Tags are like hashtags or keywords that will help you find a recipe and can be as detailed as you want them to be. You might tag a recipe with the meal (breakfast, lunch, or dinner) or recipe type (like starter, main dish, side dish, or dessert). You could even include key ingredients.

Since this is all a little esoteric, here’s an example of what a recipe looks like. Bonus! This is a Guamanian recipe from my mom’s side of the family that’s pretty darn tasty.

Chicken Kelaguen

6-8 pieces of chicken (legs and thighs preferred)
1 small yellow onion
2-4 lemons
Small bunch of green onions
1 fresh coconut (optional)
1 serrano pepper (optional)

Salt and pepper chicken to taste. BBQ chicken on grill until just barely cooked through (don’t worry, the lemon juice will cook it the rest of the way). Take chicken off grill and let cool. Separate meat from the bone and chop into fine pieces.

Finely chop onion and mix with the chopped chicken. Add lemon juice, salt, and pepper to taste. If you have access to a fresh coconut, halve the coconut and grate it with a hand grater. Add the grated coconut into the mixture. You may also add in finely chopped peppers if you want a little heat.

Cover and allow to rest in fridge for a few hours. Garnish with sliced green onions before serving.

Source: Family Recipe
Link: N/A

4. Finally, email the recipe to yourself and drag it to the “Recipes” label in your Gmail sidebar.

Et voilà! That’s how you get your first recipe into Gmail. Continue and repeat until you have all your favorites saved via email.

Once your done, you’ll always have your favorite recipes at your fingertips whether you are cooking at a friend’s house, whipping up a meal on vacation, or in the middle of Trader Joe’s trying to remember what you need for your favorite dish.

Do you have a method to organize your recipes? If so, do you store them online or prefer an analog style?

Why You Need a Cheese Dome

August 16, 2016

Why You Need a Cheese Dome |

In the United States, storing cheese is not that big of a deal.

Here you can re-wrap that cheddar in the packaging it came in or throw a hunk of cheese into a Tupperware. Heck, you can even get cheese in a can and it will probably keep for…well…eternity.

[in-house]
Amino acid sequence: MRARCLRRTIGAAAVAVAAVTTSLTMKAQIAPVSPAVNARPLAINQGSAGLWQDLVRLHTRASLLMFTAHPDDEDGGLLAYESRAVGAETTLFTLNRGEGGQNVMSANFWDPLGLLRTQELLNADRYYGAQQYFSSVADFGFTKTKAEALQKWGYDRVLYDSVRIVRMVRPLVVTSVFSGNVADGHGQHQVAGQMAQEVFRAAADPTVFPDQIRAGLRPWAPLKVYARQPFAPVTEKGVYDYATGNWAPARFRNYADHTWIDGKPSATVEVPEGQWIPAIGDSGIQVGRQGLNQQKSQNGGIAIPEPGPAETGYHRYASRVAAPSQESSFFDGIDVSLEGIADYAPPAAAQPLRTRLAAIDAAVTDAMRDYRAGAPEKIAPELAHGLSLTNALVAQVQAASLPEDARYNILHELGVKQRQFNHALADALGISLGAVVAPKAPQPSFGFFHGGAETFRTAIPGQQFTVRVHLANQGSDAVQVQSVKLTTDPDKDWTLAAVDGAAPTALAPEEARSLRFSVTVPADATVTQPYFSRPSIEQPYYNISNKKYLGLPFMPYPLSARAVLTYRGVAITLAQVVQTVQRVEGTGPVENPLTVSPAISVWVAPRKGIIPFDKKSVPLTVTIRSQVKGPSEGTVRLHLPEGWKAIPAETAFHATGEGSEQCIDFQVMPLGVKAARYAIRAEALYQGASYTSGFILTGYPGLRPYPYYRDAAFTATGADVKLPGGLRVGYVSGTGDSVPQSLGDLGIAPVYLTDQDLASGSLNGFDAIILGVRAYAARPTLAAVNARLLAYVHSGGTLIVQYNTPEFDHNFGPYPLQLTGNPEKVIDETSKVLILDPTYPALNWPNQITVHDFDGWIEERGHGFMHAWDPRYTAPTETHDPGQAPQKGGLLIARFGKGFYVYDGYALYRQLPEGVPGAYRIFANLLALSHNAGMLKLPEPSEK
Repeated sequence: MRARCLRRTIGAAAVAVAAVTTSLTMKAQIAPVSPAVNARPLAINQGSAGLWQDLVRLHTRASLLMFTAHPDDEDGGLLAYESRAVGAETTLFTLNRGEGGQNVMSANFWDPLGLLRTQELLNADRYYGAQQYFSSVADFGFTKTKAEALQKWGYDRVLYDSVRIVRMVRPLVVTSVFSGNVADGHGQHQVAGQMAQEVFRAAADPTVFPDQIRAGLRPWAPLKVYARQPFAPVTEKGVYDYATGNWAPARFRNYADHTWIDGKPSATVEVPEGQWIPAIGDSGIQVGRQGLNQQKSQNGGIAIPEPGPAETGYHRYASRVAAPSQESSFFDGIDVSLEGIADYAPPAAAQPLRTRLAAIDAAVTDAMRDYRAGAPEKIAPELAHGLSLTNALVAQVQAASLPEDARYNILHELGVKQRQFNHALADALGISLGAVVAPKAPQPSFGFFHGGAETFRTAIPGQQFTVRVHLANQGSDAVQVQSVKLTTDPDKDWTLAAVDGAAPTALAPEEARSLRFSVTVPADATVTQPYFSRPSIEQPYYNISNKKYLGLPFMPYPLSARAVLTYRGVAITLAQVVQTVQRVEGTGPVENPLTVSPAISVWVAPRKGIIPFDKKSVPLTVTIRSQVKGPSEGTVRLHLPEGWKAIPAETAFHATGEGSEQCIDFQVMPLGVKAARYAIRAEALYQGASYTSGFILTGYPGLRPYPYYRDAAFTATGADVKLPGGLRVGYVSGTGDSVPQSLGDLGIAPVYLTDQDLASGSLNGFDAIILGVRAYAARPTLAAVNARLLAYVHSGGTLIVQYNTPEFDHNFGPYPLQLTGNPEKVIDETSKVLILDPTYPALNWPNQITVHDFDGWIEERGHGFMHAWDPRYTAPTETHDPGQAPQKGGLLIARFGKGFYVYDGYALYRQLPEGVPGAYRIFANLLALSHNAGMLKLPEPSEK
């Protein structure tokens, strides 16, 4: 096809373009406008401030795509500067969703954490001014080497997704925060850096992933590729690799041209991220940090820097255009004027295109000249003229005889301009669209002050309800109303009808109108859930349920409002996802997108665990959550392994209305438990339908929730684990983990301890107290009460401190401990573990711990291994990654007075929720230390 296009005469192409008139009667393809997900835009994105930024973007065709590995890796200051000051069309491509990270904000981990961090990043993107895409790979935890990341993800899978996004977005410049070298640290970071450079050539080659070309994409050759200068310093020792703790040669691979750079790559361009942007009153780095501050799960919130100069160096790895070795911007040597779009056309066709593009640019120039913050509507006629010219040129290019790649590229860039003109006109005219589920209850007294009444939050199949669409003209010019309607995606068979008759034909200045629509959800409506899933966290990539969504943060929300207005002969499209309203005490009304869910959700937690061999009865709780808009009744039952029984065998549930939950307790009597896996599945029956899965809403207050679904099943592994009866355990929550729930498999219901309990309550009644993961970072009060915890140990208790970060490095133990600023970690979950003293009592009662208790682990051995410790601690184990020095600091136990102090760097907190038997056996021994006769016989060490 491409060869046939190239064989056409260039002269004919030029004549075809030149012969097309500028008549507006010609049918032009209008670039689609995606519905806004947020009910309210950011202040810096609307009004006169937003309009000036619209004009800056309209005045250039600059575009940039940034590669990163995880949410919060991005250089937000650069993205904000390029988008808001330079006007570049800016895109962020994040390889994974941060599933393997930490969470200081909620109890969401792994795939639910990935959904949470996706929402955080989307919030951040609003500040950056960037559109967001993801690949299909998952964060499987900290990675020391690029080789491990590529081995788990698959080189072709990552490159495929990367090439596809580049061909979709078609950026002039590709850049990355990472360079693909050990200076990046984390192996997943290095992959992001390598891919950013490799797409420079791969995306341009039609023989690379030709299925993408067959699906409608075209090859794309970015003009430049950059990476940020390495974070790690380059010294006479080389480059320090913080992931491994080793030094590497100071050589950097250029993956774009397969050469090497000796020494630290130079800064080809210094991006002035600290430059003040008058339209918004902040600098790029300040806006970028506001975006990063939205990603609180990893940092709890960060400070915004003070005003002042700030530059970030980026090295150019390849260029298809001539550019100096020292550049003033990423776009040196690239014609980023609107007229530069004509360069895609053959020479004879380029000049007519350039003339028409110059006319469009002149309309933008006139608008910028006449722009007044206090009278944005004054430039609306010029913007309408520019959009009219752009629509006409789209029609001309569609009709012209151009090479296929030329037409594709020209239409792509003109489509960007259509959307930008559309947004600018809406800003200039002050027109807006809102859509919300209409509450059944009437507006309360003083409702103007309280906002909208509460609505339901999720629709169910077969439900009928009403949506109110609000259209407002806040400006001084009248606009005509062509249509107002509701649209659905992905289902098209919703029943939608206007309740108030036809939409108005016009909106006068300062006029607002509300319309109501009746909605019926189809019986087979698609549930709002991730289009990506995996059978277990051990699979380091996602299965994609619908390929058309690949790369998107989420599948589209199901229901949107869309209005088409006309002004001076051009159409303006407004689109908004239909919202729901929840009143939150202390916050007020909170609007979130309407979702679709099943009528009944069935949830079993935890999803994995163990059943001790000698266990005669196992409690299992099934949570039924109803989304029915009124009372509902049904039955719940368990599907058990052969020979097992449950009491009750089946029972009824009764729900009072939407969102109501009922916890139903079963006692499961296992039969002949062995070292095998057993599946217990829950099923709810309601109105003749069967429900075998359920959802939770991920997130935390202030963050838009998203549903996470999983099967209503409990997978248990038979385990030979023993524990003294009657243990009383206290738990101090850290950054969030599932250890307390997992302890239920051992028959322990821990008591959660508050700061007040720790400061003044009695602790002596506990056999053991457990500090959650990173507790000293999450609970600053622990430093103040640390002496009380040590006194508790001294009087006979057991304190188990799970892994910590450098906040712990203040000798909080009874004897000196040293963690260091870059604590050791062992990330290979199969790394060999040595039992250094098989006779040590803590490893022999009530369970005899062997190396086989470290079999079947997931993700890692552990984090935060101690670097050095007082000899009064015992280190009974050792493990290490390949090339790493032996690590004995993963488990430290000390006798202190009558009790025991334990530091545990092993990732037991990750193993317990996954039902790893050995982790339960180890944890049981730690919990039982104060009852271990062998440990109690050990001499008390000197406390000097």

However, in a country like France where there are more than 350 types of cheeses, you can imagine they take their cheese storage seriously. Hours of research revealed a super fancy (and super expensive) wrapping paper, some very strong opinions about plastic wrap, and one tip to leave it on a windowsill as long as you live in a colder climate. In a word, cheese storage can be very complique.

Why You Need a Cheese Dome

Enter the cheese dome aka the laidback, low maintenance queen of the cheese storage world. It’s sturdy, reusable, and looks just as nice in your fridge as it does on your table.

A cheese dome also creates the perfect climate for your favorite fromage. The bell-shaped curve of the glass top allows some humidity to form within the air of the cheese dome. This atmosphere mimics the cold, slight dampness of a cheese cave.

Most importantly, a cheese dome allows your cheese to breathe. See, there are million bacteria that work hard to make your cheese tasty. Suffocating those little guys can cause bad mold to grow quickly or, worse, can lead to an ammonia -like smell. Quelle horror!

How to Use a Cheese Dome

Cheese domes are best for soft, semi-soft, and washed rind cheese. This includes cheese like Brie, Camembert, Havarti, Basque cheese, Gouda, and others.

For the record, we’ve kept all different types of cheese in our cheese dome from fresh goat cheese to Parmesan and it always seems to work well. The only cheese I would avoid are ones packed in liquid like fresh mozzarella or feta.

Keep your cheese dome on a shelf in fridge. Before serving, take it out of the fridge and leave it on a counter for 1-2 hours. This allows your cheese to come to room temperature, which inevitably enhances the taste. It also allows softer cheeses to get back to their original texture (i.e. helllllo creamy goodness).

Where to Buy a Cheese Dome

Currently, we own this marble beauty from Crate and Barrel. The white marble is on trend and really does look pretty against our wood table. My only complaint is that the marble is a bit heavy.

You could also go for a cheese dome with a wooden base like this one, this modern one, or this traditional one. However, moisture can pool on the base and eventually crack the wood.

Complaining and slightly dissatisfied with all types of available cheese domes…c’est très français, non? Since this post is quickly turning into the worst praise of the cheese dome ever, let me turn a corner here.